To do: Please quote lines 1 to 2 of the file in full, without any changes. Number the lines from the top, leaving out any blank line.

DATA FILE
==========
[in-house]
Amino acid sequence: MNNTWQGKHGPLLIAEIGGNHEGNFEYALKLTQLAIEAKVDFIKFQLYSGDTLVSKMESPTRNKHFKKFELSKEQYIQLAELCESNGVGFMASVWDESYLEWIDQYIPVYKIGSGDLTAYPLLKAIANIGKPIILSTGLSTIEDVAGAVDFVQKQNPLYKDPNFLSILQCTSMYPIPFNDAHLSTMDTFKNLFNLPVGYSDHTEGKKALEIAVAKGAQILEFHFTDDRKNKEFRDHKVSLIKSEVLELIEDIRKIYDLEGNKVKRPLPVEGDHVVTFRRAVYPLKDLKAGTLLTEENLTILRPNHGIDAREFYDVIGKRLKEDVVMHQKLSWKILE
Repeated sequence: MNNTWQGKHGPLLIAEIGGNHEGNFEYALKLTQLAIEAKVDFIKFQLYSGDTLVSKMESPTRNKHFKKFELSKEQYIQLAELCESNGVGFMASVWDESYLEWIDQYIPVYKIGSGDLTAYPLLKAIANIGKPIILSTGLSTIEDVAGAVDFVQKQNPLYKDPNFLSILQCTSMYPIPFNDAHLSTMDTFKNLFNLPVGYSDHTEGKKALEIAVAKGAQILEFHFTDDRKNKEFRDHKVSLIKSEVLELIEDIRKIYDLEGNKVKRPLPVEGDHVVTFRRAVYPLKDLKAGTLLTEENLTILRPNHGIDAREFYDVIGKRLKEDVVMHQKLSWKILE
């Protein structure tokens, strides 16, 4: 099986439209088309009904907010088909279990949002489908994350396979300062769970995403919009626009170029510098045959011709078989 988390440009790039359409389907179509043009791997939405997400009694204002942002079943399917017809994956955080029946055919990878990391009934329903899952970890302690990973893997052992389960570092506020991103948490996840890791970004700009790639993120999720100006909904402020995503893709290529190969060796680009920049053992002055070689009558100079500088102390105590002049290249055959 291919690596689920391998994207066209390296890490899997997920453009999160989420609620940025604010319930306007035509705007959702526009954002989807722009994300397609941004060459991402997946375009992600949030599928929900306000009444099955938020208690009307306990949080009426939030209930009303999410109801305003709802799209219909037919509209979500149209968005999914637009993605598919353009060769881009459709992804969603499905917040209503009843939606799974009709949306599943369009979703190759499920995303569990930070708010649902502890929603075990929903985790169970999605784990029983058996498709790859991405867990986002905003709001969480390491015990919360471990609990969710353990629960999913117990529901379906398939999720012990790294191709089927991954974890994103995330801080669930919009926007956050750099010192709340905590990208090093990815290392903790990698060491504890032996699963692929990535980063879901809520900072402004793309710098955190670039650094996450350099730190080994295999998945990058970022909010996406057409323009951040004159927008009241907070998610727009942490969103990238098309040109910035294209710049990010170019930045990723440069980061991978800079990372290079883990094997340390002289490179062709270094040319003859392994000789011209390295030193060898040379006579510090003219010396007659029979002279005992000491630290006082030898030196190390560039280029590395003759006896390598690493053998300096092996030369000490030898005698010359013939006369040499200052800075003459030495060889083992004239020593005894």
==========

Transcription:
[in-house]
Amino acid sequence: MNNTWQGKHGPLLIAEIGGNHEGNFEYALKLTQLAIEAKVDFIKFQLYSGDTLVSKMESPTRNKHFKKFELSKEQYIQLAELCESNGVGFMASVWDESYLEWIDQYIPVYKIGSGDLTAYPLLKAIANIGKPIILSTGLSTIEDVAGAVDFVQKQNPLYKDPNFLSILQCTSMYPIPFNDAHLSTMDTFKNLFNLPVGYSDHTEGKKALEIAVAKGAQILEFHFTDDRKNKEFRDHKVSLIKSEVLELIEDIRKIYDLEGNKVKRPLPVEGDHVVTFRRAVYPLKDLKAGTLLTEENLTILRPNHGIDAREFYDVIGKRLKEDVVMHQKLSWKILE